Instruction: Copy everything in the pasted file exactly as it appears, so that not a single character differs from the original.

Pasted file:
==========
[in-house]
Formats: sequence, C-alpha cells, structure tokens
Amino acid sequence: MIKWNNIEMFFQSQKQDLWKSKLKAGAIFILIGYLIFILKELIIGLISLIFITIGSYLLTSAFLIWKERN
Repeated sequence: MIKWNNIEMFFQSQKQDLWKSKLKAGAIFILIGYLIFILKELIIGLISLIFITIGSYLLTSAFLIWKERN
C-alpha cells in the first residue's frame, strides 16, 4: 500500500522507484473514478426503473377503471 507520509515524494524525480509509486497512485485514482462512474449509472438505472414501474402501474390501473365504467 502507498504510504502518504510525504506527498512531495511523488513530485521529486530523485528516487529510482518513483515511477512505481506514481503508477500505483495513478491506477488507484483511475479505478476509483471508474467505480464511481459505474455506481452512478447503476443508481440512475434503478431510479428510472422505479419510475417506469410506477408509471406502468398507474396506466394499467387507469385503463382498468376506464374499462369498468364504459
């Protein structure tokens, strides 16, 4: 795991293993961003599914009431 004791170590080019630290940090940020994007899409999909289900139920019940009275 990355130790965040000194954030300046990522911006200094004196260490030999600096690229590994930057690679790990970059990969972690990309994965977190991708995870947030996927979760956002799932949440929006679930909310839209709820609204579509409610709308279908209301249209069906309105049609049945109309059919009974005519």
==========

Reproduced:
[in-house]
Formats: sequence, C-alpha cells, structure tokens
Amino acid sequence: MIKWNNIEMFFQSQKQDLWKSKLKAGAIFILIGYLIFILKELIIGLISLIFITIGSYLLTSAFLIWKERN
Repeated sequence: MIKWNNIEMFFQSQKQDLWKSKLKAGAIFILIGYLIFILKELIIGLISLIFITIGSYLLTSAFLIWKERN
C-alpha cells in the first residue's frame, strides 16, 4: 500500500522507484473514478426503473377503471 507520509515524494524525480509509486497512485485514482462512474449509472438505472414501474402501474390501473365504467 502507498504510504502518504510525504506527498512531495511523488513530485521529486530523485528516487529510482518513483515511477512505481506514481503508477500505483495513478491506477488507484483511475479505478476509483471508474467505480464511481459505474455506481452512478447503476443508481440512475434503478431510479428510472422505479419510475417506469410506477408509471406502468398507474396506466394499467387507469385503463382498468376506464374499462369498468364504459
């Protein structure tokens, strides 16, 4: 795991293993961003599914009431 004791170590080019630290940090940020994007899409999909289900139920019940009275 990355130790965040000194954030300046990522911006200094004196260490030999600096690229590994930057690679790990970059990969972690990309994965977190991708995870947030996927979760956002799932949440929006679930909310839209709820609204579509409610709308279908209301249209069906309105049609049945109309059919009974005519």